Elkington, Bjorn ponder what could have been

SPRINGFIELD, N.J. -- Upon completing his final round at the PGA Championship, Tiger Woods talked about the missed opportunities, about the putts that didn't drop and the shots that didn't go where intended. If you dwell on it too much, he said, you could drive yourself crazy.

If so, Steve Elkington and Thomas Bjorn are prime candidates for a visit to the doctor's couch.

At the very least, it will be difficult for either player not to think about what could have been Monday at Baltusrol Golf Club, where each finished a shot behind PGA champion Phil Mickelson.

Sure, there are misplayed shots throughout the course of a 72-hole event. Everyone has them.

But for Elkington and Bjorn, they need look no further than Baltusrol's 18th hole.

The 565-yard par-5 played as the easiest hole all week, but it was not so benign on Monday morning, when the wind had changed direction and a soft fairway made it longer.

Still, they had destiny in their hands and were unable to take advantage.

First came Elkington. The 1995 PGA champ, who also has two Players Championship titles to his credit, started on the 16th and made two pars. After a Mickelson bogey at the 16th, they were tied.

On the 18th hole, Elkington got a huge break when he yanked his tee shot to the left but saw it hit the trees and bound into the fairway. He couldn't go for the green but still had a chance to make a birdie. His lay-up shot came to rest in a divot, a bad break for sure, but Elkington still gave himself an opportunity, knocking his approach to within 10 feet of the hole.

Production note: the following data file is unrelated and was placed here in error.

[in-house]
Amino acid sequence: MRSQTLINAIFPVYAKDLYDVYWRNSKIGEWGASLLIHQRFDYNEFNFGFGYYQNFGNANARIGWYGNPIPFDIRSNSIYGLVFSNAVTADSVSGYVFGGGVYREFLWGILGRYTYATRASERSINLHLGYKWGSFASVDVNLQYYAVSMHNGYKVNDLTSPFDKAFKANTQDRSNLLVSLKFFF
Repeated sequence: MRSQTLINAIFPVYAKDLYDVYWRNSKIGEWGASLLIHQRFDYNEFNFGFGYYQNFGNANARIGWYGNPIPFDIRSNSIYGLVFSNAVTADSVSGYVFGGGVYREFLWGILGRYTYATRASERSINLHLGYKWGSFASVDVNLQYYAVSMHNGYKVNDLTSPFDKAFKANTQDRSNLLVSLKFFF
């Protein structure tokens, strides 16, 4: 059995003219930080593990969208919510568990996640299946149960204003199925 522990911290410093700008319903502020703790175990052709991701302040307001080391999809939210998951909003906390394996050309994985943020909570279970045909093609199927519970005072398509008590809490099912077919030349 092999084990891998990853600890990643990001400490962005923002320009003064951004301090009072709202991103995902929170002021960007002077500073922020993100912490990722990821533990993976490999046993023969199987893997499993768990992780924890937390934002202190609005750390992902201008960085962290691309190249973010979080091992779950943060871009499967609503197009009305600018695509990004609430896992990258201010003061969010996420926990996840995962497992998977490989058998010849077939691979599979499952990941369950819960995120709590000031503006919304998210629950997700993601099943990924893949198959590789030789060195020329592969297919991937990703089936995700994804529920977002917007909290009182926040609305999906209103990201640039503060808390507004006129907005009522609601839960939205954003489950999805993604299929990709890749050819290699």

If the putt goes in, Elkington leads alone. Instead, he missed.

"I didn't quite get exactly the right read I wanted to on that last putt," said Elkington, who lost the 2002 British Open in a playoff. "It sat on the crest, but I was very happy with the way I hit that putt. It was on the inside left. I'd like to see it on tape and see what it did, but it looked good from my angle."

Elkington, 42, admitted it had already been difficult not to think about what could have been.

"I thought about it all night," he said. "I laid in bed from about 9:30. I was looking at the clock at midnight, still looking at the clock at 2 in the morning, thinking, 'What could I have done to keep my lead?' or 'What could I have done different?' You know, what are all the possibilities and things that happened."

For Bjorn, looking back might not be quite so tough. The 34-year-old Dane has been working on some swing changes the past few weeks and did not expect success so quickly.

Still, after a birdie at the 17th, he was tied for the lead. He played the 18th with a chance to put a heap of pressure on Mickelson.

After a good drive, Bjorn had a 3-wood shot to the green, one that was a difficult yardage for him. He hit the shot into a green-side bunker, then blasted out to about 25 feet. The ensuing putt was almost perfect ... and missed falling in by inches

"You stand up, you hit it, it was on a perfect line and a foot from the hole, it was going nowhere else but in the hole," Bjorn said. "Somehow it stayed out. There's not much more to it than that.

"The second shot brought me into that position, and you deal with it. I gave it the best I had, and there's no doubt I gave 110 percent this week to everything I did. I committed myself to playing as hard as I can and I came up one shot short. One day, these major championships are going to break my way."

Bob Harig covers golf for the St. Petersburg Times and is a frequent contributor to ESPN.com. He can be reached at harig@sptimes.com.